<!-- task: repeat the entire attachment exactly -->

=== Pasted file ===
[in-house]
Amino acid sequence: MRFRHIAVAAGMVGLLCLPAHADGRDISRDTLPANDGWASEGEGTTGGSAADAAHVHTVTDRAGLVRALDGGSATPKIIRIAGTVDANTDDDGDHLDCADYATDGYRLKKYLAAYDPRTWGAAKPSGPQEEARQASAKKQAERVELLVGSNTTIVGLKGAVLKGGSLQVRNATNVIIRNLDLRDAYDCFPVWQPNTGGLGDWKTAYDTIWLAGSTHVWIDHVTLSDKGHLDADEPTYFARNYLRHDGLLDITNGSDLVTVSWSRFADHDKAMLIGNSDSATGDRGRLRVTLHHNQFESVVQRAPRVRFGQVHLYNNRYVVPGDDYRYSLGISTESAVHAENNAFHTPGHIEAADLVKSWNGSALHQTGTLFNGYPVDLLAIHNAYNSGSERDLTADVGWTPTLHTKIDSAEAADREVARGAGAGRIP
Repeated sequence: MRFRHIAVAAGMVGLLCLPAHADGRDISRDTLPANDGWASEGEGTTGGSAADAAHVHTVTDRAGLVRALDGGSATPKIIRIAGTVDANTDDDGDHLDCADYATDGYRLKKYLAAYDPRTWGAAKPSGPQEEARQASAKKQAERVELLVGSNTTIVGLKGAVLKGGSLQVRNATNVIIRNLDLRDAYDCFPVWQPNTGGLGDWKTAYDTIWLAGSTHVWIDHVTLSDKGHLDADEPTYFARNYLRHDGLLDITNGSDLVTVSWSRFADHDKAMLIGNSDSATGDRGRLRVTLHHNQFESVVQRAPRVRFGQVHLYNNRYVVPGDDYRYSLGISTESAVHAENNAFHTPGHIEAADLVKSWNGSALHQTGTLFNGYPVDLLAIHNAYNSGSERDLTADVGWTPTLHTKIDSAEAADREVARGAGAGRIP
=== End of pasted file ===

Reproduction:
[in-house]
Amino acid sequence: MRFRHIAVAAGMVGLLCLPAHADGRDISRDTLPANDGWASEGEGTTGGSAADAAHVHTVTDRAGLVRALDGGSATPKIIRIAGTVDANTDDDGDHLDCADYATDGYRLKKYLAAYDPRTWGAAKPSGPQEEARQASAKKQAERVELLVGSNTTIVGLKGAVLKGGSLQVRNATNVIIRNLDLRDAYDCFPVWQPNTGGLGDWKTAYDTIWLAGSTHVWIDHVTLSDKGHLDADEPTYFARNYLRHDGLLDITNGSDLVTVSWSRFADHDKAMLIGNSDSATGDRGRLRVTLHHNQFESVVQRAPRVRFGQVHLYNNRYVVPGDDYRYSLGISTESAVHAENNAFHTPGHIEAADLVKSWNGSALHQTGTLFNGYPVDLLAIHNAYNSGSERDLTADVGWTPTLHTKIDSAEAADREVARGAGAGRIP
Repeated sequence: MRFRHIAVAAGMVGLLCLPAHADGRDISRDTLPANDGWASEGEGTTGGSAADAAHVHTVTDRAGLVRALDGGSATPKIIRIAGTVDANTDDDGDHLDCADYATDGYRLKKYLAAYDPRTWGAAKPSGPQEEARQASAKKQAERVELLVGSNTTIVGLKGAVLKGGSLQVRNATNVIIRNLDLRDAYDCFPVWQPNTGGLGDWKTAYDTIWLAGSTHVWIDHVTLSDKGHLDADEPTYFARNYLRHDGLLDITNGSDLVTVSWSRFADHDKAMLIGNSDSATGDRGRLRVTLHHNQFESVVQRAPRVRFGQVHLYNNRYVVPGDDYRYSLGISTESAVHAENNAFHTPGHIEAADLVKSWNGSALHQTGTLFNGYPVDLLAIHNAYNSGSERDLTADVGWTPTLHTKIDSAEAADREVARGAGAGRIP